"Considering the sheer number of activities I was doing where I could've really gotten hurt, if not killed, I definitely felt like I was very lucky - from the bears to the rapids to the slippery cliffs with 250-foot drops on either side," recalls Hirsch, who at 22 is two years younger than McCandless when he died.
And yet "it was so exhilarating at times," Hirsch says - particularly the months spent in Alaska, a place whose vibe Penn described to Hirsch as "nature on steroids."
"It would be so hard on your mind and body, but at the same time, my spirit would be soaring," Hirsch says, his eyes brightening at the memory.
"You're just so enthralled by the land. It gives you energy - the sights, the ground, the dirt. It gives you spunk. Even if you're tired, you're just, like, full of life."
Hirsch could be channeling McCandless himself in that rapture for wild spaces.
A devotee of Henry David Thoreau and Jack London, McCandless hit the road shortly after graduating from Emory University in 1990. Taking the fanciful name Alexander Supertramp, he gave away $25,000 in savings to charity and dropped off the map, leaving his family no clue as to where he had gone.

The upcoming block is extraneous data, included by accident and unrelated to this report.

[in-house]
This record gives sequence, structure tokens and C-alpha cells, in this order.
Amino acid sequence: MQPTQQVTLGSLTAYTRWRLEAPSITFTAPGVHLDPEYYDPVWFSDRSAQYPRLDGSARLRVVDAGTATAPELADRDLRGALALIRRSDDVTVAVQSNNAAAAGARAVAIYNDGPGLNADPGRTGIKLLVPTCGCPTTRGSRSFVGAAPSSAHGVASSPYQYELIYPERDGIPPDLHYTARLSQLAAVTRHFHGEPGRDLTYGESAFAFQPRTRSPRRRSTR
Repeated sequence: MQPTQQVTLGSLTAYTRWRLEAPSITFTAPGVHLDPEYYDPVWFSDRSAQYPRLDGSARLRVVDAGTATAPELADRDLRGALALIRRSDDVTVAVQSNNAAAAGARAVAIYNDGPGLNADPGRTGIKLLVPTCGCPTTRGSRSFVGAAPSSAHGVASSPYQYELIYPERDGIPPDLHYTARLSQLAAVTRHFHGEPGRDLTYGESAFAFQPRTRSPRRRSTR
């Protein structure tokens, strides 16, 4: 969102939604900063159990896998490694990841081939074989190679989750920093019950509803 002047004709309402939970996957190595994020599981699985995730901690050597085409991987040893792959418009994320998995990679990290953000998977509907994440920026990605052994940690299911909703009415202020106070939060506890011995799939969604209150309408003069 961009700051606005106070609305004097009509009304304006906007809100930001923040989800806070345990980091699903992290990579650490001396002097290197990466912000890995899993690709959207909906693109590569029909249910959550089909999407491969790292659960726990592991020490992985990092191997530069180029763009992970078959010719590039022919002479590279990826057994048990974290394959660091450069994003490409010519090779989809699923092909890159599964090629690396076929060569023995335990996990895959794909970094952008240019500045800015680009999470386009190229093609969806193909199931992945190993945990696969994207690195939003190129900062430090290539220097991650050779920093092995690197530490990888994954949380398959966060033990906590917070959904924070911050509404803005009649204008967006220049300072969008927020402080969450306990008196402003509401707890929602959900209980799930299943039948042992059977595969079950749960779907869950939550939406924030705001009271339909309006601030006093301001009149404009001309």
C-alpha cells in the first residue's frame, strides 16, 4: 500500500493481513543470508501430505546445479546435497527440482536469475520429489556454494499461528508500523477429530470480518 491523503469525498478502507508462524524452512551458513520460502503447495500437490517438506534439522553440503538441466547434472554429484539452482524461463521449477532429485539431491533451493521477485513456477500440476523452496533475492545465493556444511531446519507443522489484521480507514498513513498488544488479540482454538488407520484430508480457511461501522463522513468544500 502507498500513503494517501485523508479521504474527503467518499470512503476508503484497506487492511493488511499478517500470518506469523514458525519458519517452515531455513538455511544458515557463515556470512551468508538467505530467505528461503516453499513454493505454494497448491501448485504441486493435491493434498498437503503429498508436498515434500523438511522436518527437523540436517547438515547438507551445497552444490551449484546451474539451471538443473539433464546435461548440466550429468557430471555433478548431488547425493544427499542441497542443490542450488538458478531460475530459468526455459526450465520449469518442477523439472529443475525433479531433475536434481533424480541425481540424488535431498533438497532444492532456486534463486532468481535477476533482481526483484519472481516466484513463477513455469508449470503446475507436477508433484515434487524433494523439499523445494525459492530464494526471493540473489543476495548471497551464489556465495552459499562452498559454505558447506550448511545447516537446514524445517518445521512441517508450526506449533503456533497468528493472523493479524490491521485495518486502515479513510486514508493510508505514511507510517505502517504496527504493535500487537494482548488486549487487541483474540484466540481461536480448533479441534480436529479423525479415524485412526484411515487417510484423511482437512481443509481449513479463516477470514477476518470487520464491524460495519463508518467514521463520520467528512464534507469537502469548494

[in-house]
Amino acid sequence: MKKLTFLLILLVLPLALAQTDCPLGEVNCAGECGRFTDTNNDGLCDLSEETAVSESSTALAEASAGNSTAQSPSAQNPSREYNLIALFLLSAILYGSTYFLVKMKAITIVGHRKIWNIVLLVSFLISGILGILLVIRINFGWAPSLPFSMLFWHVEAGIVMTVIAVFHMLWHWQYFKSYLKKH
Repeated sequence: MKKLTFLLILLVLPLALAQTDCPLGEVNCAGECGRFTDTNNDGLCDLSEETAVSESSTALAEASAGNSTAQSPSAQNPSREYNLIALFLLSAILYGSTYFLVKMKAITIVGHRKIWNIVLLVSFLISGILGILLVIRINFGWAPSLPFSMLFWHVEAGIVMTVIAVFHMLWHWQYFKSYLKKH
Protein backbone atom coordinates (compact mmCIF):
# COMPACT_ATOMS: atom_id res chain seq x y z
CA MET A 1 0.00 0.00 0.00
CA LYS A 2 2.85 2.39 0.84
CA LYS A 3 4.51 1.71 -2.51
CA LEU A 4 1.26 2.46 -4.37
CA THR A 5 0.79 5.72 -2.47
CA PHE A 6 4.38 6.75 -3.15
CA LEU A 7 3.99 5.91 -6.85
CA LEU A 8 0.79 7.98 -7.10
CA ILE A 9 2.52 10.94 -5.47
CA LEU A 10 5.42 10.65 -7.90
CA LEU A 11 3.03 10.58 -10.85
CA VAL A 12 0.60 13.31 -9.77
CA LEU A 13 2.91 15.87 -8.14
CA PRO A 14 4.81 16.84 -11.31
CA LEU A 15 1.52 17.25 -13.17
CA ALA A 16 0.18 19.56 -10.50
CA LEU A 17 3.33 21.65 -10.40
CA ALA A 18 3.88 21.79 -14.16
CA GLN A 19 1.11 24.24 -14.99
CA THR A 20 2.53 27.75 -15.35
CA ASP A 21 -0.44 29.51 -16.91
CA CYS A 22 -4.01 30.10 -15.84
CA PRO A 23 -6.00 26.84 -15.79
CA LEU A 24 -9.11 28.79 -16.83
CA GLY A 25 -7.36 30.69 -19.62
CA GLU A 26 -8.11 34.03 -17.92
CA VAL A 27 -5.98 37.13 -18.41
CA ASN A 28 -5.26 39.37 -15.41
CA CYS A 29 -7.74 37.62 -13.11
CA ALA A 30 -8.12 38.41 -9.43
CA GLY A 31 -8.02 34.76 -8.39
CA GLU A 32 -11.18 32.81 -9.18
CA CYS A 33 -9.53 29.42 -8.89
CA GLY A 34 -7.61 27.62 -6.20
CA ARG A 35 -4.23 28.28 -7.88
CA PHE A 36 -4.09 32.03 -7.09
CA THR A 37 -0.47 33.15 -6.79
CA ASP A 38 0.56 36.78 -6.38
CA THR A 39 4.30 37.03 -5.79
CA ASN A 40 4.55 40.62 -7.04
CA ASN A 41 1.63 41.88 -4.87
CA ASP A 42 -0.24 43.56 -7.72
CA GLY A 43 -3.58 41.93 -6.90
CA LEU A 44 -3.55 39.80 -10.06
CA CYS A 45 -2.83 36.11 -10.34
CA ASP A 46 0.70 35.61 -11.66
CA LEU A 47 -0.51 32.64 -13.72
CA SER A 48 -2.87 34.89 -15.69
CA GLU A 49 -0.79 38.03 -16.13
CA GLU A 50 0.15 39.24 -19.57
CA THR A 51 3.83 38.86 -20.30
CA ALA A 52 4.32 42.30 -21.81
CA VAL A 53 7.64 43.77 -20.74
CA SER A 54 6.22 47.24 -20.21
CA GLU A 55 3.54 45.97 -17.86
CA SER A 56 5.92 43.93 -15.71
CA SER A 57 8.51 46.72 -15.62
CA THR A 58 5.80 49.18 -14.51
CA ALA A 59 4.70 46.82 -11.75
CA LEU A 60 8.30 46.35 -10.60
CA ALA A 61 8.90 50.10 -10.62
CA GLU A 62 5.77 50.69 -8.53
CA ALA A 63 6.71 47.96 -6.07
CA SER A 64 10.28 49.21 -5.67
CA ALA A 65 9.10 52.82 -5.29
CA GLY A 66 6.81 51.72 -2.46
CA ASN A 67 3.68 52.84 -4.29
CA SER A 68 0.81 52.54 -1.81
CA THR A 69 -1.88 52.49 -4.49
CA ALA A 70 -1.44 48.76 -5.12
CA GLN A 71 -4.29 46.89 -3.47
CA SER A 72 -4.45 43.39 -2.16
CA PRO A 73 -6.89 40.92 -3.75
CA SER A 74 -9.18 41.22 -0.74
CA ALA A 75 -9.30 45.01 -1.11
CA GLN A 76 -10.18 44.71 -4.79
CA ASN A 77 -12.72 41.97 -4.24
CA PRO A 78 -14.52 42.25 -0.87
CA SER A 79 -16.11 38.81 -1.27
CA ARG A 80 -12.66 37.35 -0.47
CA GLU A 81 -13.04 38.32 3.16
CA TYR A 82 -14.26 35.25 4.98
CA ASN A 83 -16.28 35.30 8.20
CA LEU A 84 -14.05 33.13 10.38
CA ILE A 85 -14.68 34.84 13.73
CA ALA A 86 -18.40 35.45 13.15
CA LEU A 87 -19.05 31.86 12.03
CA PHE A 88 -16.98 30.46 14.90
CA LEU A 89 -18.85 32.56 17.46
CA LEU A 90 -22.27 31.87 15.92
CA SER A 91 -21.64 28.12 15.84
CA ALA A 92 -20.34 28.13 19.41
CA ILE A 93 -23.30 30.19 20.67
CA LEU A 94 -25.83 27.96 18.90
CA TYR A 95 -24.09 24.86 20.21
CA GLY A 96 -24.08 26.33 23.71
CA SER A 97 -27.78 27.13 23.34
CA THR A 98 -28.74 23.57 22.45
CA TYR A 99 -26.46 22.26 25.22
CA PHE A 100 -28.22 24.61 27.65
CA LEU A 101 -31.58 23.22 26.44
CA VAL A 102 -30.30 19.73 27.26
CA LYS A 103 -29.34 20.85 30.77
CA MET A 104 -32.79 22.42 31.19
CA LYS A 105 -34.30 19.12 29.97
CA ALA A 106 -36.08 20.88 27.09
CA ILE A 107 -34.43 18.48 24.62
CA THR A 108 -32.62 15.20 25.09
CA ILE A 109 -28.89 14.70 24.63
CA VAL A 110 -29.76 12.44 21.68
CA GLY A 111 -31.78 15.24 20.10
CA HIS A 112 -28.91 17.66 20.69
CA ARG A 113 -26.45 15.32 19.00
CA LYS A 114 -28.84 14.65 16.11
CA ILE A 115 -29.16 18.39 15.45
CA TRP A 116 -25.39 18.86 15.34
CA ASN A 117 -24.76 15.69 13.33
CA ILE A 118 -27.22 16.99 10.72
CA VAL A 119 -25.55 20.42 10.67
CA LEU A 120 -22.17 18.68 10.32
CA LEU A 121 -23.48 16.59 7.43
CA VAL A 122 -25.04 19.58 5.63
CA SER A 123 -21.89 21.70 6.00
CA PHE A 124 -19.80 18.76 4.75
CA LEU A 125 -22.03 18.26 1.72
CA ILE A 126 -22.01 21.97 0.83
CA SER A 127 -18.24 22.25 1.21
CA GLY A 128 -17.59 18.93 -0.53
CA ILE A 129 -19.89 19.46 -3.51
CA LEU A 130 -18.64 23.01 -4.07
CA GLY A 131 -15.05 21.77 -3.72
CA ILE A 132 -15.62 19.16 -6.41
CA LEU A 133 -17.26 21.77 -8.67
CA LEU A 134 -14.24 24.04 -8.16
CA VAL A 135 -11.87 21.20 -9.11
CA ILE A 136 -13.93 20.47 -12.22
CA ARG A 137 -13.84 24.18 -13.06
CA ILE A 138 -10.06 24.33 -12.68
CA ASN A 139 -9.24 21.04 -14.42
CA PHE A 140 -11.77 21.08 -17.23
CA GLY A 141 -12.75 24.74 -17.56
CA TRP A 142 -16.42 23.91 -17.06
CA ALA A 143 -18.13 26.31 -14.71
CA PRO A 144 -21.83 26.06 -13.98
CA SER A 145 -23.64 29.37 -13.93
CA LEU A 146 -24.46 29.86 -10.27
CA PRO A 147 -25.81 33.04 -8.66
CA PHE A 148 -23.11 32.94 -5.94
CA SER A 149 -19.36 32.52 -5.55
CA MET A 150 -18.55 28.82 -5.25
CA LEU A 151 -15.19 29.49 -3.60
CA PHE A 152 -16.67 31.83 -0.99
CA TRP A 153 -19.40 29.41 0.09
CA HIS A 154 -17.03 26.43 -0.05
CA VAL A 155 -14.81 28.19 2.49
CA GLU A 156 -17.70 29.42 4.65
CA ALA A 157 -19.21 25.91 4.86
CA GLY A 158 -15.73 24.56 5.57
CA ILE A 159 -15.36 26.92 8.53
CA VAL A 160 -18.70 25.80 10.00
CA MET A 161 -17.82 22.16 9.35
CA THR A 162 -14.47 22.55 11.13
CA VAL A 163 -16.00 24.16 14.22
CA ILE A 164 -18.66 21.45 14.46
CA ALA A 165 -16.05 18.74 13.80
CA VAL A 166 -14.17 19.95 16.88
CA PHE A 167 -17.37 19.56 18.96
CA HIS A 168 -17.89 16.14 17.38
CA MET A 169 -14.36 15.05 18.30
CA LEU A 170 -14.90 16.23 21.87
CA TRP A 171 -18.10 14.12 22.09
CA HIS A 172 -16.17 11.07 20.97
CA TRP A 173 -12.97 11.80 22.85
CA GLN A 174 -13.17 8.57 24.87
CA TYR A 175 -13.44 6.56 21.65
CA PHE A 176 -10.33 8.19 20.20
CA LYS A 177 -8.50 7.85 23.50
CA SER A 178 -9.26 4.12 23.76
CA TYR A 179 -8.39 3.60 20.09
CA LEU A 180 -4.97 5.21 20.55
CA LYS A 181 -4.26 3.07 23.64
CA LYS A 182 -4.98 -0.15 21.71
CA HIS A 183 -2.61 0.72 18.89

For two years, McCandless wandered from Arizona to Mexico to South Dakota to California, making a few friends and doing odd jobs along the way. But his ultimate goal was always Alaska, and in April 1992, he hitched a ride to the head of the Stampede Trail, left most of his remaining possessions with the driver and strode into the bush.
His aim, as McCandless wrote in copious journals, was to "kill the false being within" - to purify himself from the corruptions of materialism and society by fending for himself in the wild.